Mathematics Stack Exchange is a question and answer site for people studying math at any level and professionals in related fields. Join them; it only takes a minute:

Sign up
Here's how it works:
  1. Anybody can ask a question
  2. Anybody can answer
  3. The best answers are voted up and rise to the top

While answering this question on mathoverflow, I stumbled across a question that I expect may be easily answered by someone knowing a bit more algebra than me.

Let's make it really specific.

Consider the polynomial equation $X^4-X^3-X^2-X-1=0$. It has two real roots and a pair of complex roots.

How can one show that the complex roots are not roots of a real number?
share|cite|improve this question
From the context, it means that $(\text{Arg }z) / \pi$ is irrational. – Erick Wong Jun 18 '12 at 5:30
up vote 4 down vote accepted

Let $p(x)$ be a fixed monic polynomial with integer coefficients and degree $d$. If $r$ is one of its roots and $r^n = b$ is real and non-negative (and $n$ is minimal with this property), then $b$ is a product of algebraic integers, hence an algebraic integer. We therefore have $$r = \zeta_n \sqrt[n]{b}$$

for some primitive $n^{th}$ root of unity $\zeta_n$. Since $\sqrt[n]{b}$ is real, $\bar{r} = \zeta_n^{-1} \sqrt[n]{b}$ is also a root of $p$, and so it follows that $$\frac{r}{\bar{r}} = \zeta_n^2$$

lies in the splitting field $F$ of $p$. But $\zeta_n^2$ generates a cyclotomic field of degree $\varphi \left( \frac{n}{\gcd(2, n)} \right)$, and so this must divide the degree of $F$, which divides $d!$. It is known that there are only finitely many numbers with a given totient, so there are only finitely many possibilities for $n$, and so for fixed $p$ this indeed reduces to a finite problem as Gerry says.

When $p(x) = x^4 - x^3 - x^2 - x - 1$, we compute that $\bmod 2$ we have $p(x) \equiv \frac{x^5 - 1}{x - 1}$, which is irreducible (the smallest finite field over $\mathbb{F}_2$ which has elements of order $5$ is $\mathbb{F}_{2^4}$), so $p$ is irreducible and its splitting field has degree dividing $4! = 24$. So $\zeta_n^2$ lies in its splitting field only if $$\varphi \left( \frac{n}{\gcd(2, n)} \right) | 24.$$

If $q$ is a prime dividing $n$, then $q - 1 | 24$, so we can only have $q = 2, 3, 5, 7, 13$. Of these, the only odd prime which also divides $24$ is $3$ and it only does so once, so $3$ can occur with multiplicity at most $2$ and the other odd primes occur with multiplicity at most $1$. Since $2^3 | 24$, the prime $2$ occurs with multiplicity at most $5$.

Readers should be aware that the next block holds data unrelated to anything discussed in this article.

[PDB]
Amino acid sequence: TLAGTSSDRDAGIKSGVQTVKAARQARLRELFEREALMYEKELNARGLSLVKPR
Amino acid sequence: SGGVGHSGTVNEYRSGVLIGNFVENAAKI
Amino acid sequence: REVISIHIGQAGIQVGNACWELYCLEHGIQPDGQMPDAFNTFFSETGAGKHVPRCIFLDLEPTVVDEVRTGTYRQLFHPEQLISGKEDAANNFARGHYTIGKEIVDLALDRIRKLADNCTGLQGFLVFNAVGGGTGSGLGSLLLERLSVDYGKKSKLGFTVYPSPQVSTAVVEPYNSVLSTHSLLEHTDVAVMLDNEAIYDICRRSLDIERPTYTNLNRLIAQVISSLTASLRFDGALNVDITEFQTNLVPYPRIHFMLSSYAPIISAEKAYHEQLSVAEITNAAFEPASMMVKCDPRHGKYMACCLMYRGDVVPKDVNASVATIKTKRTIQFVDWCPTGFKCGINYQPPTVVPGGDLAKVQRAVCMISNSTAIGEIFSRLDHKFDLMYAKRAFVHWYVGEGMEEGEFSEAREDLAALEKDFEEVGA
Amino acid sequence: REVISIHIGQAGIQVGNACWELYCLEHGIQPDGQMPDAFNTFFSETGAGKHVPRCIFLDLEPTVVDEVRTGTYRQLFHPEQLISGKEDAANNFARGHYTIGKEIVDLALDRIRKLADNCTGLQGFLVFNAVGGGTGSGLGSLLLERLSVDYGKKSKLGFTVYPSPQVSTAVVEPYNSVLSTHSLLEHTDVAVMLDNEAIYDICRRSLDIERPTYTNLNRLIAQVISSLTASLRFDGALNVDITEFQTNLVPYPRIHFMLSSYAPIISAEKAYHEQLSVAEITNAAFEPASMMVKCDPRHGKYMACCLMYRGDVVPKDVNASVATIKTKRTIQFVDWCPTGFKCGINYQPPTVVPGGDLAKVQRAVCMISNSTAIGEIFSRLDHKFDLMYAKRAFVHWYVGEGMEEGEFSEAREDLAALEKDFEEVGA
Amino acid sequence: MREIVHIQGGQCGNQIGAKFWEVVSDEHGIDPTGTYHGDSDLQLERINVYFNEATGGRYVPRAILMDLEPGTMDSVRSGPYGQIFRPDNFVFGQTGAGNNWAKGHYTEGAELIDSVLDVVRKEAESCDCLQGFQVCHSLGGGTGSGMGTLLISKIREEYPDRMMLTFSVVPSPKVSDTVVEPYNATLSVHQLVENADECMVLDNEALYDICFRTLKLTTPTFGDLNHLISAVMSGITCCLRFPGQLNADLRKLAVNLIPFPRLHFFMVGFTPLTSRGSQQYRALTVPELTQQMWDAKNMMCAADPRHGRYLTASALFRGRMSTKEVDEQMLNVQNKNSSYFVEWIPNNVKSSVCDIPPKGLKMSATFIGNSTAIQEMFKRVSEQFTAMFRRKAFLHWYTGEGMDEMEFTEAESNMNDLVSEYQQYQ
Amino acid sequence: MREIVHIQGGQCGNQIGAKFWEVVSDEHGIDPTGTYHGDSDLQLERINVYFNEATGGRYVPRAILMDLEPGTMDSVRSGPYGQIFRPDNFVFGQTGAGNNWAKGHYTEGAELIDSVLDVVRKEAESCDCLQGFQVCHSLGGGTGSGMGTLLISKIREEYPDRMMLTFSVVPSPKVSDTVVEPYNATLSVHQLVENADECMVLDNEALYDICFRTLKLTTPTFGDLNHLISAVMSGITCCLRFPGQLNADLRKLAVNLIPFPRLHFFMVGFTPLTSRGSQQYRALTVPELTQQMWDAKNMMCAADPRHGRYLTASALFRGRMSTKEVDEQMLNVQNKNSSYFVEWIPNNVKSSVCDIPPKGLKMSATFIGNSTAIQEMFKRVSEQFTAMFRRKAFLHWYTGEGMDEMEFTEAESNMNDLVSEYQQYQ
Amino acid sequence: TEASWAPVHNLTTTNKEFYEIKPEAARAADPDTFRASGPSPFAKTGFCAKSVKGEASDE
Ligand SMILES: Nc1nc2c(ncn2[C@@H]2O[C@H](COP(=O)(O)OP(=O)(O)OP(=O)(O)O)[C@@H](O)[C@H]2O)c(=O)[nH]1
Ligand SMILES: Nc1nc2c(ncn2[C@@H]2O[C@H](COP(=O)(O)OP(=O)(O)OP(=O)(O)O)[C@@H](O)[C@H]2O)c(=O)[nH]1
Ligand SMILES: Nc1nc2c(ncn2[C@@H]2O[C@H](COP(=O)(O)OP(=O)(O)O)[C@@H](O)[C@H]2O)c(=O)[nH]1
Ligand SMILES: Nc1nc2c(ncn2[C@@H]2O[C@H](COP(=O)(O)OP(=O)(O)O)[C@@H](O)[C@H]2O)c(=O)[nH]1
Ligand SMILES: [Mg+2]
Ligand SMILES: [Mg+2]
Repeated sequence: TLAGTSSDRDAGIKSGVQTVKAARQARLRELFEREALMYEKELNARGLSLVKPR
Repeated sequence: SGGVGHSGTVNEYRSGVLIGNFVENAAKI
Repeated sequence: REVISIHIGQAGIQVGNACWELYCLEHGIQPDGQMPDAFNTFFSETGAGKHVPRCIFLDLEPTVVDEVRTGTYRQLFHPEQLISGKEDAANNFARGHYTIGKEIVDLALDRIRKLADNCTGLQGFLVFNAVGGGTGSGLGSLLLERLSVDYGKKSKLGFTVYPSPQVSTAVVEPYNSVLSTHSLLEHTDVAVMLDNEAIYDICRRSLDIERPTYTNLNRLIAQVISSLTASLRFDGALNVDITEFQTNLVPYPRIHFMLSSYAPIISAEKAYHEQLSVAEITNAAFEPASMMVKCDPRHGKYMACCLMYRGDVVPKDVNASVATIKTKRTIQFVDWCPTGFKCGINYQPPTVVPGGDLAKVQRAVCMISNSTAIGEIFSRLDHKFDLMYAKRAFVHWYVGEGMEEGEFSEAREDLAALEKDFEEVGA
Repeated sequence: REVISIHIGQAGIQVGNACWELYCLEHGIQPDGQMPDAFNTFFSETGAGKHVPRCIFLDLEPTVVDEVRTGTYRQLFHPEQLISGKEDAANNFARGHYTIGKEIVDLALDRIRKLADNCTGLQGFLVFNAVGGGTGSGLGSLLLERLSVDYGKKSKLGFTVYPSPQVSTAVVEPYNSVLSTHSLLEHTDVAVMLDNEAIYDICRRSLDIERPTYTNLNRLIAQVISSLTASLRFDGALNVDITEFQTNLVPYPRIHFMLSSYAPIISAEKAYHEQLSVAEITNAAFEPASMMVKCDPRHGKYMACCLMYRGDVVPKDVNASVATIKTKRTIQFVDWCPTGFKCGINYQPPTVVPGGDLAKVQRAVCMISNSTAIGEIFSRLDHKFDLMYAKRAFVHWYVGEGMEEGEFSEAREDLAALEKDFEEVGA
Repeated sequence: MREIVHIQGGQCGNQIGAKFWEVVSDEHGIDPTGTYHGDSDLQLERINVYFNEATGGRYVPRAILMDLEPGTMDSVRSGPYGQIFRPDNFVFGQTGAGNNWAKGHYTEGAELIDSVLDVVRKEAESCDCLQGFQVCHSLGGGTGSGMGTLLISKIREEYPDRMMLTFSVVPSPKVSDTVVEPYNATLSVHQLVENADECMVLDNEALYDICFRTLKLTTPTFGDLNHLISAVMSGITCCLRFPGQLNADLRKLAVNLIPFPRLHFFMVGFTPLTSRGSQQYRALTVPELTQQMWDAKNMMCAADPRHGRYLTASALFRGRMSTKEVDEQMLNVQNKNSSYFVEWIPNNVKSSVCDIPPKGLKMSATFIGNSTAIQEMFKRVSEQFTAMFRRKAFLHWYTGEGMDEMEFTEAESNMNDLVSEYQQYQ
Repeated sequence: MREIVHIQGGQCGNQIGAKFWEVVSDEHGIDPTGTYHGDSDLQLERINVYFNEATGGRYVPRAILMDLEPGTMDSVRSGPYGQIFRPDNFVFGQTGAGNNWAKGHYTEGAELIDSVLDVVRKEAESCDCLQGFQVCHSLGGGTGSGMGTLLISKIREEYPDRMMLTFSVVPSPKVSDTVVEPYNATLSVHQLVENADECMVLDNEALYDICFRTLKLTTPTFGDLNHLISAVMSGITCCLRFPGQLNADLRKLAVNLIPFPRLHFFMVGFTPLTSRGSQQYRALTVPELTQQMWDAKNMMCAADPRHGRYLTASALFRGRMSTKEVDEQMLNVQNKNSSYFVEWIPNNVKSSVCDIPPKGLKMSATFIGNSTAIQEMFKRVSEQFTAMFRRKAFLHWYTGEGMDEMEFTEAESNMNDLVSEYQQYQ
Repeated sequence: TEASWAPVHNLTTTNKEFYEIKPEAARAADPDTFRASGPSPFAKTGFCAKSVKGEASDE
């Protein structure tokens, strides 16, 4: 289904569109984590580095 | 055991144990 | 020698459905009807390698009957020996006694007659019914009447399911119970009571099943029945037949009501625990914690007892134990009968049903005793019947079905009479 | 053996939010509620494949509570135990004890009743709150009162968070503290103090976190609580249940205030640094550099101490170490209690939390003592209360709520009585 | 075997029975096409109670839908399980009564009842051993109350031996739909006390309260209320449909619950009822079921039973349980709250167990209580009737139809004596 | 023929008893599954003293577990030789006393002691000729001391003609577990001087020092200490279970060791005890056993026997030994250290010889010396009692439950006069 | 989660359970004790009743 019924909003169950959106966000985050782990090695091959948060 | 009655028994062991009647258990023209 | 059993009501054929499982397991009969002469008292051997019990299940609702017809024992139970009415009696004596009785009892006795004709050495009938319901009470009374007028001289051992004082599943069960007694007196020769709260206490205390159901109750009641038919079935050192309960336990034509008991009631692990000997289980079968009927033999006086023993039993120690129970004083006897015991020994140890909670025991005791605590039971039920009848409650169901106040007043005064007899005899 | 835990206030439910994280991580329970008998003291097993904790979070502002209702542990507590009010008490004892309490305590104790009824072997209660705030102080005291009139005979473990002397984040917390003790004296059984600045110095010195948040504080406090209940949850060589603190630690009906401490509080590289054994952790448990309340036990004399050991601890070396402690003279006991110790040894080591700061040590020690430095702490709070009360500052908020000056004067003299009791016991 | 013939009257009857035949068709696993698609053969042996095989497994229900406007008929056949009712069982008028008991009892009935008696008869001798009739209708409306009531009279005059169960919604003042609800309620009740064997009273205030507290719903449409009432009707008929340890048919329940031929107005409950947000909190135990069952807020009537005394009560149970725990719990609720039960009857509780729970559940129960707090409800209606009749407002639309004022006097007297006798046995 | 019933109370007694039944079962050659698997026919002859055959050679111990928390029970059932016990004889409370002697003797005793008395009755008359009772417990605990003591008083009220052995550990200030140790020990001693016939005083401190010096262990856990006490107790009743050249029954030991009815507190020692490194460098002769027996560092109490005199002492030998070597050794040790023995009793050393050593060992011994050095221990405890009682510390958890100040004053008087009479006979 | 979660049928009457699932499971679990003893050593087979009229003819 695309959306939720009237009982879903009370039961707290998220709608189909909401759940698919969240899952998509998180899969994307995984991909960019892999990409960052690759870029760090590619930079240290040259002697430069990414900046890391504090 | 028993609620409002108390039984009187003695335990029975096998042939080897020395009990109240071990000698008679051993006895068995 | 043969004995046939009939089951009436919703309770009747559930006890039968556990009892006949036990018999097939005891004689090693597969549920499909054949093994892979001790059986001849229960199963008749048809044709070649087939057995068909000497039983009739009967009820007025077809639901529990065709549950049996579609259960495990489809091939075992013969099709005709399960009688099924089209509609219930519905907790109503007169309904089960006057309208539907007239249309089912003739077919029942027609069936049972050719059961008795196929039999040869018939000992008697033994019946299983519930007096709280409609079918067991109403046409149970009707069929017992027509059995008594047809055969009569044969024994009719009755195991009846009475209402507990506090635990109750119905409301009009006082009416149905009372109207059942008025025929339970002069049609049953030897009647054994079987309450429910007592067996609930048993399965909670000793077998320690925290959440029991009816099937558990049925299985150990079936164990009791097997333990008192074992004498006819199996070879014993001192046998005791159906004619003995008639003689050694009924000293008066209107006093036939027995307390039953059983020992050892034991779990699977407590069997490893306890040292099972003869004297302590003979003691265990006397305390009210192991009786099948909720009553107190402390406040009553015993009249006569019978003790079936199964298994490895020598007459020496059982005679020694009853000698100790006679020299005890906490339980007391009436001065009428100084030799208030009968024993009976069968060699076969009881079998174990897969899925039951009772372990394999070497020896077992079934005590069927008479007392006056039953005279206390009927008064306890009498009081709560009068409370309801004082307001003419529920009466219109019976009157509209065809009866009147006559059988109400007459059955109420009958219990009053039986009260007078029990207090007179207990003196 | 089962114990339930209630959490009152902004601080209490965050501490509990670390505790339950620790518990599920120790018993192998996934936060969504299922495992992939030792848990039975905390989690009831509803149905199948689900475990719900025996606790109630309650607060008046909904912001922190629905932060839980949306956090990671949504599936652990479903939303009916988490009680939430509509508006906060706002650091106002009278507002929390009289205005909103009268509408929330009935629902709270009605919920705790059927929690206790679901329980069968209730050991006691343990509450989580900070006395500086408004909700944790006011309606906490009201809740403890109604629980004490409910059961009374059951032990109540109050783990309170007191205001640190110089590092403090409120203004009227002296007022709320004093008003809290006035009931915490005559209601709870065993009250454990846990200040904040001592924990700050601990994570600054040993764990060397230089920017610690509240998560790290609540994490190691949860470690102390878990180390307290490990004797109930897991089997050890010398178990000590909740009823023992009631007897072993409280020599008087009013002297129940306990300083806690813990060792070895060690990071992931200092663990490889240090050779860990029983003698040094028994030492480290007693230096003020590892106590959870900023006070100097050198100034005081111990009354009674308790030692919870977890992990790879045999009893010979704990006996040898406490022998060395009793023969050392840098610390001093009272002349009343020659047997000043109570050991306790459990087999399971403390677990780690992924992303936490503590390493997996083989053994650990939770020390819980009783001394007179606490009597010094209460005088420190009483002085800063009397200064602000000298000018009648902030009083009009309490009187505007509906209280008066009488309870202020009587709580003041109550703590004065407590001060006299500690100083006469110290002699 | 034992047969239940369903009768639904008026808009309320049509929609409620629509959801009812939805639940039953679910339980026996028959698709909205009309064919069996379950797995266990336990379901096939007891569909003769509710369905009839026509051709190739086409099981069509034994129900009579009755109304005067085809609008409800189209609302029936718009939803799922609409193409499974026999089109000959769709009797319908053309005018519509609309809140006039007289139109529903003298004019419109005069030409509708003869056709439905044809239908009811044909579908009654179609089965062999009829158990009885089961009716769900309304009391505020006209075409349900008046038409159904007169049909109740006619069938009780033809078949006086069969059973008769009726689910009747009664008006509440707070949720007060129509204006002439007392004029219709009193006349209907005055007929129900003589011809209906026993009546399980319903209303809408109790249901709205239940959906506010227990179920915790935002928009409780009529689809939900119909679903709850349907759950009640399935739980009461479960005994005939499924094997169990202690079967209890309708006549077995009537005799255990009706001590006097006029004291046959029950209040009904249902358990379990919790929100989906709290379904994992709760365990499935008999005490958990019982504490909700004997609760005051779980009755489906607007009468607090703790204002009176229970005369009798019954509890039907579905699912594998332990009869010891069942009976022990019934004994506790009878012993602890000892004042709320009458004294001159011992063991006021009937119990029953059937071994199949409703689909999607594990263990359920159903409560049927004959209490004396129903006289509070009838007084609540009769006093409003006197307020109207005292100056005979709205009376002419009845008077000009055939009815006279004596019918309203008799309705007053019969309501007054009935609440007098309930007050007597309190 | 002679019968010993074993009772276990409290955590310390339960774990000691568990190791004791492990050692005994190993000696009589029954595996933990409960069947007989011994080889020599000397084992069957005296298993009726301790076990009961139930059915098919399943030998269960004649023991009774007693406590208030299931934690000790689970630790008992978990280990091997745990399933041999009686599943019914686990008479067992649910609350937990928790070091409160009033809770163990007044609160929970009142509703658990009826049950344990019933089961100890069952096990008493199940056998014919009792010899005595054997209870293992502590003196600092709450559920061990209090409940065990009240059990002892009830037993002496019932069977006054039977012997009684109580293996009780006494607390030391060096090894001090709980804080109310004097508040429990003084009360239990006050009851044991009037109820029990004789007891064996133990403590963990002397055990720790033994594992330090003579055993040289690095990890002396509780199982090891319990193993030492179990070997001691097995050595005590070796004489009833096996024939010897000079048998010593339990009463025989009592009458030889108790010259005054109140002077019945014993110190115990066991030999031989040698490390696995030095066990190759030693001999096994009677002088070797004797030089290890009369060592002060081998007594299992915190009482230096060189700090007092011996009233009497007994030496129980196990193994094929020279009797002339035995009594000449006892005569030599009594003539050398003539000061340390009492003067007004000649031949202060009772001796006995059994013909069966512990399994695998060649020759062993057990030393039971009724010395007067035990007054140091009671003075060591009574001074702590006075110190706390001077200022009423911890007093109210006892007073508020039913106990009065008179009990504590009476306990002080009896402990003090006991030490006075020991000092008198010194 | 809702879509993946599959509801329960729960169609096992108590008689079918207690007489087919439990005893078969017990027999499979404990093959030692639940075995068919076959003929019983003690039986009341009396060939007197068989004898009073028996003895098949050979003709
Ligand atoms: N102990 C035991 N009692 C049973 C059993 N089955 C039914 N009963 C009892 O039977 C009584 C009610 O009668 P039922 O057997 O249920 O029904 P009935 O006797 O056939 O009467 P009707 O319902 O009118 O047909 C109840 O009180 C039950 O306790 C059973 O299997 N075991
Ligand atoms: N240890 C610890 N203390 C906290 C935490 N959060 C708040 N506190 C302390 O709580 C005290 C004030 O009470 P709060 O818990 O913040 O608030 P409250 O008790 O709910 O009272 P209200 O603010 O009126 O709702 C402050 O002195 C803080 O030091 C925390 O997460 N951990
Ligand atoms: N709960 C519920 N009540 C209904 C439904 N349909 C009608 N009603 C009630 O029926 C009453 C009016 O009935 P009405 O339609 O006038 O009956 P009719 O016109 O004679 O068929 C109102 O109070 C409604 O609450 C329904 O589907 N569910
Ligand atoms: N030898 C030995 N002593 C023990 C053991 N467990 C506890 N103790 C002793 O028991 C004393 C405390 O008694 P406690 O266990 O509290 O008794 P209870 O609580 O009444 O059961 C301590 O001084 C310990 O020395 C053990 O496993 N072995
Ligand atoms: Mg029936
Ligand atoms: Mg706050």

Summarizing, to prove that $p(x)$ does not have a root which is the root of a real number, it suffices to prove that $r^{2^5 \cdot 3^2 \cdot 5 \cdot 7 \cdot 13}$ is not real for any of the roots $r$, and this can be done by a finite calculation. Of course this is a large exponent, and the actual size of the possible values of $n$ is smaller, but the possible values of $n$ are somewhat tedious to list out.

Here's another idea for ruling out values of $n$. Recall that if $K \subset L$ is an inclusion of number fields, then the discriminant $\Delta_K$ of $K$ divides $\Delta_L$. The discriminants of the cyclotomic fields $\mathbb{Q}(\zeta_n)$ are known (see Wikipedia, although the general formula is somewhat complicated), and in particular every odd prime divisor of $n$ divides them, so by computing the discriminant of $p$ we can rule out some prime factors.

WolframAlpha tells me that the discriminant of $x^4 - x^3 - x^2 - x - 1$ is $-563$. This is prime so it must be the discriminant of the splitting field, and this already rules out all of the possible values of $n$ above.

share|cite|improve this answer
There's something wrong with the first display equation. $r$ is a primitive root of unity times a real root of $b$. – anthonyquas Jun 18 '12 at 6:12
Whoops. Thanks for catching that. – Qiaochu Yuan Jun 18 '12 at 6:14
Also, I don't think it's true that a transposition and a 4-cycle necessarily generate $S_4$. I know it's true for $S_p$ for $p$ prime, but $(1\ 3)$ and $(1\ 2\ 3\ 4)$ generate a dihedral group. – anthonyquas Jun 18 '12 at 6:18
Whoops again! Ignore that part then. I mostly need that $p$ is irreducible. – Qiaochu Yuan Jun 18 '12 at 6:21
ok... thanks a lot Qiaochu. This is quite helpful... – anthonyquas Jun 18 '12 at 6:23

I'd like to see an elegant way to do this, but here's a reasonably concrete way:

If $z$ is either complex root, then since $z$ is algebraic, so is $|z| = \sqrt{z\bar{z}}$, and so is $z/|z|$. We can thus find the minimal polynomial of $z/|z|$ and then the question reduces to whether it is an $n$th root of unity (which amounts to comparing it against a finite list of cyclotomic polynomials).

For this particular case it looks like the minimal polynomial is $X^{10} - X^9 + 2X^7 + 7X^6 + 8X^5 + 7X^4 + 2X^3 - X + 1$, which does not match $\Phi_{11}(X)$ or $\Phi_{22}(X)$, the only cyclotomics of degree 10.

share|cite|improve this answer
Thanks Erick. It's nice to see a solution, but as you say one feels there should be an elegant solution. – anthonyquas Jun 18 '12 at 6:05

If $f(x)$ has a root that is $\root n\of b$ for some real $b$, then it will have an irreducible factor in common with the minimal polynomial for $\root n\of b$. This places very strong restrictions on $n$ and should reduce it to a finite problem in all cases.

I am assuming that, as in the example, the polynomial is monic with integer coefficients, making its roots algebraic integers, which restricts the possibilities for $b$, as it, too, must be an algebraic integer.

share|cite|improve this answer

Your Answer


By posting your answer, you agree to the privacy policy and terms of service.

Not the answer you're looking for? Browse other questions tagged or ask your own question.